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How To Fix Google Core Web Vitals

How To Fix Google Core Web Vitals

Table of Contents

How To Fix Google Core Web Vitals [The Definitive Guide]

With Google’s recent announcement confirming that the slow roll of their new page experience ranking factors will begin in June, SEOs and webmasters are looking for strategies for how to fix Google Core Web Vitals.

This news is a year in the making. They warned about it almost a year ago. But the Core Web Vitals update is still taking people by surprise. 

So in this post, we will look at what you can do to ensure that your sites survive Google’s latest algorithm.

What Are Google Core Web Vitals?

Google Core Web Vitals are comprised of three factors that measure a user’s experience on your site:

  • Largest Contentful Paint
  • First Input Delay
  • Cumulative Layout Shift

These three are just part of a larger collection of ranking signals that collectively determine your “page experience”. Others include mobile-friendliness, HTTPS, safe browsing, and no intrusive interstitials.

These three are “core” because they get at the heart of the user experience. Google itself describes them as “user-centric” metrics. When any of them suffer, your visitors are almost guaranteed a frustrating time. 

Let’s take a look at each in turn so you can better understand what makes them so “core”.

analyzing google core web vitals

Largest Contentful Paint (LCP)

Largest Contentful Paint (or LCP) is a measurement of how long it takes to render the largest piece of content (an image or a block of text). It’s different from past page load metrics because LCP measures the time that an actual user would be waiting to interact with your site.

Currently, Google measures a good LCP at 2.5 seconds and a poor one at 4.0 seconds.

When your LCP isn’t up to standards, it means that users are waiting a long time before they can actually see the most important information on your page.

First Input Delay (FID)

First Input Delay (or FID) measures how quickly your site responds when a user interacts with it. For example, when they click a link or hit a submit button, FID is how long it takes to begin processing that input.

A good FID is 100 ms while a poor one is 300 ms.

When your FID is too high, users have a laggy experience that will make them unsure if your site is responding to their actions.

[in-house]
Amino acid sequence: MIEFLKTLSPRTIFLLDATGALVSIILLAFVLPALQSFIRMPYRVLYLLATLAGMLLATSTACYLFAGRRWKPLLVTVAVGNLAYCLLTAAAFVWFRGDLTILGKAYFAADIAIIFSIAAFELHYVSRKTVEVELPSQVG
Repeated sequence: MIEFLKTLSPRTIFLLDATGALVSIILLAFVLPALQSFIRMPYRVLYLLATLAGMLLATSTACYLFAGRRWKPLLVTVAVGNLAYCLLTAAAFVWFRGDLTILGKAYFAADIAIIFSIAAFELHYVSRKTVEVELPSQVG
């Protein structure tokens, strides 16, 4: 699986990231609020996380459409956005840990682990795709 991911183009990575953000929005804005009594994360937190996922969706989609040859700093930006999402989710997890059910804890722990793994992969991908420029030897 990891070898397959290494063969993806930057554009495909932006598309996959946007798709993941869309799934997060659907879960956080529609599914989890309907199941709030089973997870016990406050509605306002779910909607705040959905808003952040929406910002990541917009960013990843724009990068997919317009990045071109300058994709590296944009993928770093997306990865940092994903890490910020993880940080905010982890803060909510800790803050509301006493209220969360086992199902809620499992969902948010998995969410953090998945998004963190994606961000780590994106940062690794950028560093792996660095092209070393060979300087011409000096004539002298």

Cumulative Layout Shift (CLS)

Cumulative Layout Shift (or CLS) is a metric that determines how much the elements on your page visually shift in position. You’ve probably been on a site, for example, in which you go to click on the “Next Page” button only for it to move and be replaced by an ad. That’s an example of layout shift.

A good CLS score is 0.1 and a poor one is 0.25.

When your CLS is too high, users will get annoyed by constantly moving elements. Or worse, they will click on the wrong thing!

Why Do Core Web Vitals Matter?

You have to pay attention to Google Core Web Vitals for two primary reasons:

  1. To provide a better user experience.
  2. To maintain good rankings.

The webmasters who bury their head in the sand and ignore the issue are the ones who are going to see their traffic drop. So let’s look at these two reasons for fixing core web vitals in a little more detail.

User Experience

core web vitals and ranking

If our definitions of the three Core Web Vitals above haven’t made it abundantly clear: these metrics matter to your users.

No, your visitors aren’t sitting at their laptop with a stopwatch to clock your LCP.

But they will bounce away when your page loads too slow.

They will find someone else to give them a quote if your web forms don’t respond quickly.

They will get their news somewhere else if your ads keep shifting all over the place.

Since you want to provide the best possible experience for your visitors, you want to take care of your Core Web Vitals. It will make users happier and improve conversions.


Google has also made it clear that Core Web Vitals are now going to officially be a part of the ranking algorithm.

The rollout is starting in June and will continue gradually throughout August.

Since Google is always trying to provide users with the best possible list of search results, it only makes sense for Core Web Vitals to be part of the equation.

There are hundreds of other ranking factors you still need to consider, of course. But this update means that, all other things being equal, Google will serve the pages that provide the best user experience first.

So, while Core Web Vitals might not be as important if you are running some micro-niche affiliate site with little competition. You can bet that they could mean the difference between position 1 and position 2 in the SERPs with even medium competition.

How To Find Your Core Web Vitals Performance

You know what Core Web Vitals are, and you know why they matter.

Before learning how to fix Google Core Web Vitals, though, you need to measure your current performance. You can do this in one of two ways: